# Measurements and Mathematics Terms

#### (mathematics is the deductive study of quantities, magnitudes, and shapes as determined by the use of numbers and symbols while every branch of science and engineering depends on mathematics; measurement is the process of associating numbers with physical quantities and phenomena and measurement is fundamental to the sciences; to engineering, construction, and other technical fields; and to almost all everyday activities)

The opposite sides are parallel to each other and are equal in length, but are not equal in length to the lines that run perpendicular to them.

The opposite sides are equal in length and parallel to each other, but they are not equal in length to the sides that run perpendicular to them

- Take any three-digit number in which the first digit is larger then the last digit (654).
- Reverse the number and subtract the smaller number from the larger one (456; 654 - 456 = 198).
- Reverse the result and add this number to the result (198 reversed = 891 + 198 = 1,089)
- As shown above, the answer is 1,089 every time you use the procedures as indicated.

Temperature, length, and mass are all scalars and it is said that a scaler has magnitude, but no direction.

A quantity with both direction and magnitude; such as, force or velocity, is called a vector.

Any point measured from the outside of the sphere to the center of the sphere is equal in distance.

The object is placed on a hook attached to a spring and the weight is read on a scale.

The opposite sides are parallel to each other and all sides are of equal length.

*Telemetry* measurements are made and other data collected at remote or inaccessible points and transmitted to receiving equipment for monitoring, display, and recording.

Originally, the information was sent over wires, but modern telemetry more commonly uses radio transmission.

Basically, the process is the same in either case. Among the major applications are monitoring electric-power plants, gathering meteorological data, and monitoring manned and unmanned space flights.

Aerospace telemetry for rockets and satellites was inaugurated with the Soviet satellite Sputnik, launched in 1957, and systems have grown in size and complexity since then.

Observatory satellites have performed as many as 50 different experiments and observations, with all data telemetered back to a ground station.

The techniques developed in aerospace have been successfully applied to many industrial operations, including the transmission of data from inside internal-combustion engines during tests, from steam turbines in operation, and from conveyor belts inside mass-production ovens.

The intensity of a magnetic field can be measured by placing a current-carrying conductor in the field. The magnetic field exerts a force on the conductor, a force which depends on the amount of the current and on the length of the conductor.

One *tesla* is defined as the field intensity generating one newton of force per ampere of current per meter of conductor.

One tesla represents a magnetic flux density of one weber per square meter of area. A field of one tesla is quite strong: the strongest fields available in laboratories are about 20 teslas, and the earth's magnetic flux density, at its surface, is about 50 microteslas (µT); and one tesla equals 10,000 gauss.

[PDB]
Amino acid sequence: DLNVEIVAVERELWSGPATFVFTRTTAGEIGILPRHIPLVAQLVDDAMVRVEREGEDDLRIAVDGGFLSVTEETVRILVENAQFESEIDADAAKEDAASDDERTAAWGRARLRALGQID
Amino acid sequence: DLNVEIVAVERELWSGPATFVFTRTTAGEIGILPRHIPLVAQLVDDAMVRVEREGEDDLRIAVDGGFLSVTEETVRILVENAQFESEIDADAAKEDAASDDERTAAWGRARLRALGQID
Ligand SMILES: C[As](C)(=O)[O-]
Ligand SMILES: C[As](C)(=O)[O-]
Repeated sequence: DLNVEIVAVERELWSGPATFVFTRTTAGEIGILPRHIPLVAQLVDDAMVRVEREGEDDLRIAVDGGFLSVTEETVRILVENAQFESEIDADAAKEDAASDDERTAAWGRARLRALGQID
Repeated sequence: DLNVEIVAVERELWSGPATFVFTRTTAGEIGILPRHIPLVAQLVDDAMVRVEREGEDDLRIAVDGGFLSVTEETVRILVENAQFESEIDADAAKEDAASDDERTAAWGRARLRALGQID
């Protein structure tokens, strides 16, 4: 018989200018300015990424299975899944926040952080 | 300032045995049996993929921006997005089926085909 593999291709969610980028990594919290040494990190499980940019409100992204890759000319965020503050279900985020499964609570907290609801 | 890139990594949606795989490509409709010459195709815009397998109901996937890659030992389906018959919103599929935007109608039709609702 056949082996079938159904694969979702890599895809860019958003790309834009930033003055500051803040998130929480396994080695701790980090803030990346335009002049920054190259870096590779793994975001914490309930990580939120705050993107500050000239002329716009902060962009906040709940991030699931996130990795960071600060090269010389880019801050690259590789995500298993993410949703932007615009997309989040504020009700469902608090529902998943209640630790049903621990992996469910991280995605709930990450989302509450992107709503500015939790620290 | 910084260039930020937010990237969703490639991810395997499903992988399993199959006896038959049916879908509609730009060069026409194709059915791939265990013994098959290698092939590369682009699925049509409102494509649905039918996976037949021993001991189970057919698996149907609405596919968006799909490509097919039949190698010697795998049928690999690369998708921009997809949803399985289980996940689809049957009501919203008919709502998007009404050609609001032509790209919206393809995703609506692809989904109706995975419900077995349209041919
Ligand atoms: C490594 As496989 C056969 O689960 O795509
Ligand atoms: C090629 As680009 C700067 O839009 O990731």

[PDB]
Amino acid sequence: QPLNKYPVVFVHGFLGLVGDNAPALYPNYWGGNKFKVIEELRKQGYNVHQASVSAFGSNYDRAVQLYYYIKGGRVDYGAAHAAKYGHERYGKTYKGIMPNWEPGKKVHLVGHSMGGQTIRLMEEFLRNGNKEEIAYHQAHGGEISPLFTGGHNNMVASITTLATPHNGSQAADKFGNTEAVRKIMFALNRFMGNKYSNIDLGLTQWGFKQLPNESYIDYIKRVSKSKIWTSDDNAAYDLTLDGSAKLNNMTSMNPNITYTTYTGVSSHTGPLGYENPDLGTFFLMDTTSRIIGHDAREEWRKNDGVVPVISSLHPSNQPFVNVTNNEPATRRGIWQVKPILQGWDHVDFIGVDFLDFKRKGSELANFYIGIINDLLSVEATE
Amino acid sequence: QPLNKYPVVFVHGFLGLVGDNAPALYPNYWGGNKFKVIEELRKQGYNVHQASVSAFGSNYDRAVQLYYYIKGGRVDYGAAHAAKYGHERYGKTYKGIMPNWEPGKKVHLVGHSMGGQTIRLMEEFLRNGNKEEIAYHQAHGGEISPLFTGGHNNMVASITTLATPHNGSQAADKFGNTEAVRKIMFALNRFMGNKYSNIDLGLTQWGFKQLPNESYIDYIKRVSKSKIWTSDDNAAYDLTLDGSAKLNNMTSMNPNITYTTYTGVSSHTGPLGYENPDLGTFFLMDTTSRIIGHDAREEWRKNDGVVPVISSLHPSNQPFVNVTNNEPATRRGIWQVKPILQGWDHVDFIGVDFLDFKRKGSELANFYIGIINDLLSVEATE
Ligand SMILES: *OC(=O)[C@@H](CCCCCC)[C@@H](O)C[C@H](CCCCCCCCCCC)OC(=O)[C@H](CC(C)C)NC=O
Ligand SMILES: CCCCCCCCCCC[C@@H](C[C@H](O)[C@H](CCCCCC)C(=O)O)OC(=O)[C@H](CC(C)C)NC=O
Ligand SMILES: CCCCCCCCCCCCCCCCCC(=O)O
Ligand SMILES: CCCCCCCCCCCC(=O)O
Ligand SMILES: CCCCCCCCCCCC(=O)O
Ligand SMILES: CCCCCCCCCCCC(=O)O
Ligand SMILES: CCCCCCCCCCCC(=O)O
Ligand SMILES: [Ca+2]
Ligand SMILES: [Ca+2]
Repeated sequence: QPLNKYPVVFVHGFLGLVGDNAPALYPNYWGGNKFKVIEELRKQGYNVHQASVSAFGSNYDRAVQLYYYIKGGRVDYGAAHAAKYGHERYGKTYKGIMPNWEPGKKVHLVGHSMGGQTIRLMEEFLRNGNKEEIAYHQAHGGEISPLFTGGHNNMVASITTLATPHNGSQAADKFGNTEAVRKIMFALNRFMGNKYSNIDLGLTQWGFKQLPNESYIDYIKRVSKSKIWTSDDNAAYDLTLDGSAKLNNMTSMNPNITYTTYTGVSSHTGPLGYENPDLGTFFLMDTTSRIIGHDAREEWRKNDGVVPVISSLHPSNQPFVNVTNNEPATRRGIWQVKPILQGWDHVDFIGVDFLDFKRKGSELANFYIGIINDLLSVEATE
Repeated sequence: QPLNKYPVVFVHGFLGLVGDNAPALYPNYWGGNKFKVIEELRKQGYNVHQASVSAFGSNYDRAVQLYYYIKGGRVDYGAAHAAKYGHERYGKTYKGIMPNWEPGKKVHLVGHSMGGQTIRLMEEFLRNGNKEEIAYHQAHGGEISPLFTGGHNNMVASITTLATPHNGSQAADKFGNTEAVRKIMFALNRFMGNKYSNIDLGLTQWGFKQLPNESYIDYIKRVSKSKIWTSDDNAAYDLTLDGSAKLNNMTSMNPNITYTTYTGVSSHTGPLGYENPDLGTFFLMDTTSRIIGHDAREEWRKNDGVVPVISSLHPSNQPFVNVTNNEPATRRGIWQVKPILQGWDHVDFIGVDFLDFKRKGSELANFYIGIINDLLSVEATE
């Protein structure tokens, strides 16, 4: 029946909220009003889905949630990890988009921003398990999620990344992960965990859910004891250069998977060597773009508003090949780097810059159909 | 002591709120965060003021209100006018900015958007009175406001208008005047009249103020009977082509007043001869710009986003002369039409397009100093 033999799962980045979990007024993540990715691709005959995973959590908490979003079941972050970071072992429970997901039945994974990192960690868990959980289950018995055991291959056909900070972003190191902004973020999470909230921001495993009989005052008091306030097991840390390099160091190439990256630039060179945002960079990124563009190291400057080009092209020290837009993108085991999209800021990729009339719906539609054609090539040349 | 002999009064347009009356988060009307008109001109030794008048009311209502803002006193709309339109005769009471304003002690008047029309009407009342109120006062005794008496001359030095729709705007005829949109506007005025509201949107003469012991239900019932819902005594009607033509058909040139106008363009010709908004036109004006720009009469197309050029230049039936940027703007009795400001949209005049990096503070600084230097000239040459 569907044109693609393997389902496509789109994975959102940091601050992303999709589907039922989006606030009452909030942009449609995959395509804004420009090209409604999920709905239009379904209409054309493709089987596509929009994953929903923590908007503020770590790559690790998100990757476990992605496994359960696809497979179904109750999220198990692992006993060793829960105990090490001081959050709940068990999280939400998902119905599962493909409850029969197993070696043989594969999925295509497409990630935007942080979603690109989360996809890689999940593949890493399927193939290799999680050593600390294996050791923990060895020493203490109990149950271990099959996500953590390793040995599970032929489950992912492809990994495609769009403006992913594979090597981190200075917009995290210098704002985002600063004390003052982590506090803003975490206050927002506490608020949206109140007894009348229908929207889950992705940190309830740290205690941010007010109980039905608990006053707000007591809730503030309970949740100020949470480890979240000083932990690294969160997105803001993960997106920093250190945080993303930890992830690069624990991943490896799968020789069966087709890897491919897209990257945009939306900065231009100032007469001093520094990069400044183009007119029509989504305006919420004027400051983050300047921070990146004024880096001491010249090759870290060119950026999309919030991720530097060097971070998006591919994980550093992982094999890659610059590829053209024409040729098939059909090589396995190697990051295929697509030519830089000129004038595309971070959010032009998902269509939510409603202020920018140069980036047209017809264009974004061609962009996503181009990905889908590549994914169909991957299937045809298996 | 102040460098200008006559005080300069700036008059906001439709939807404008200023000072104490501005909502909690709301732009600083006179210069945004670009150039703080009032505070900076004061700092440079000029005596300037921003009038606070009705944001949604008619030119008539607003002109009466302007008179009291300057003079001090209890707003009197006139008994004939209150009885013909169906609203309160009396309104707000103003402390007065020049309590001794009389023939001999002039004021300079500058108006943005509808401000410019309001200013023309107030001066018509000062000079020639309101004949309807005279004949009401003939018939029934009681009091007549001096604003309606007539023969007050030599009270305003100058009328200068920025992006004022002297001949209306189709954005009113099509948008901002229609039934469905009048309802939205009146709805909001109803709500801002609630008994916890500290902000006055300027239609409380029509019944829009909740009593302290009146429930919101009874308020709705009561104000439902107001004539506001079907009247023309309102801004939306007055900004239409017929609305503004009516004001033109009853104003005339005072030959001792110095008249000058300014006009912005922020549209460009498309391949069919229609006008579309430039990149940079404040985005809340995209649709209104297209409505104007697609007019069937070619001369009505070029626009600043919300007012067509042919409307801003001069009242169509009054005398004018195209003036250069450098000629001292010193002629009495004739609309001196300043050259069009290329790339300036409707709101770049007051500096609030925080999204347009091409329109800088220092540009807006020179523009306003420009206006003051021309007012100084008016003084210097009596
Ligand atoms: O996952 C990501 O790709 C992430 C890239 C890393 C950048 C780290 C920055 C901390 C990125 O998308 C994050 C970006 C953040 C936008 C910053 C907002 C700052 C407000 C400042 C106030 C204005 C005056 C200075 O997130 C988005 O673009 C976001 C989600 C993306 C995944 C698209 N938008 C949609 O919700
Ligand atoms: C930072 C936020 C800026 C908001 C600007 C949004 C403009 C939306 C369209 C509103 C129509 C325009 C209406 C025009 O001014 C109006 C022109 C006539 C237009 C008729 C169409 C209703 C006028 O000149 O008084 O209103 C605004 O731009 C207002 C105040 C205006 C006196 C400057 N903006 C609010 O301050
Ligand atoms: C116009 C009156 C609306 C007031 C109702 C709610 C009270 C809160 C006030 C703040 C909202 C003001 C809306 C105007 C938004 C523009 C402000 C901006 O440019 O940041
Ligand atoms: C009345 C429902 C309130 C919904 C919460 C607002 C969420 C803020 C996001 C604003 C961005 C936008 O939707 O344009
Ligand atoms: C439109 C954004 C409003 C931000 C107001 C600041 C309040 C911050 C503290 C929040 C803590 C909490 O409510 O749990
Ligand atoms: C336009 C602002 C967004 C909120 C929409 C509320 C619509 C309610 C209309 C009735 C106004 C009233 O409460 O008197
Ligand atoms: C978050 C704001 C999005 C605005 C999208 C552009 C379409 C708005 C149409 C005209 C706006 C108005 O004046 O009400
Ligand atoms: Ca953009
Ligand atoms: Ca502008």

Magnetic fields are measured in units of tesla (T). The tesla is a large unit for geophysical observations, and a smaller unit, the nanotesla (nT; one nanotesla equals 10^{−9} tesla), is normally used.

A nanotesla is equivalent to one gamma, a unit originally defined as 10^{−5} gauss, which is the unit of magnetic field in the centimeter-gram-second system. Both the gauss and the gamma are still frequently used in the literature on geomagnetism even though they are no longer standard units.

The tesla, defined in 1958, honors the Serbian-American electrical engineer Nikola Tesla (1856-1943), whose work in electromagnetic induction led to the first practical generators and motors using alternating current.

Transducers can take many forms and they can be self-generating or externally energized.

An example of the self-generating type is a vibration sensor based on the use of a piezoelectric material; that is, one that produces an electrical signal when it is mechanically deformed.

Many externally energized transducers operate by producing an electrical signal in response to mechanical deformation. Typical physical inputs producing such deformations are pressure, mechanical stress, and acceleration.

A simple mechanical transducer-sensing device is a strain gauge based on the change in electrical resistance of a wire or a semiconductor material under strain. Another externally energized transducer, called the variable-reluctance type, is one in which the magnetic circuit is broken by an air gap.

The mechanical movement to be measured is used to change this air gap and so it changes the reluctance, or opposition, to the production of a magnetic field in the circuit. The change in reluctance is then translated into an electrical signal.

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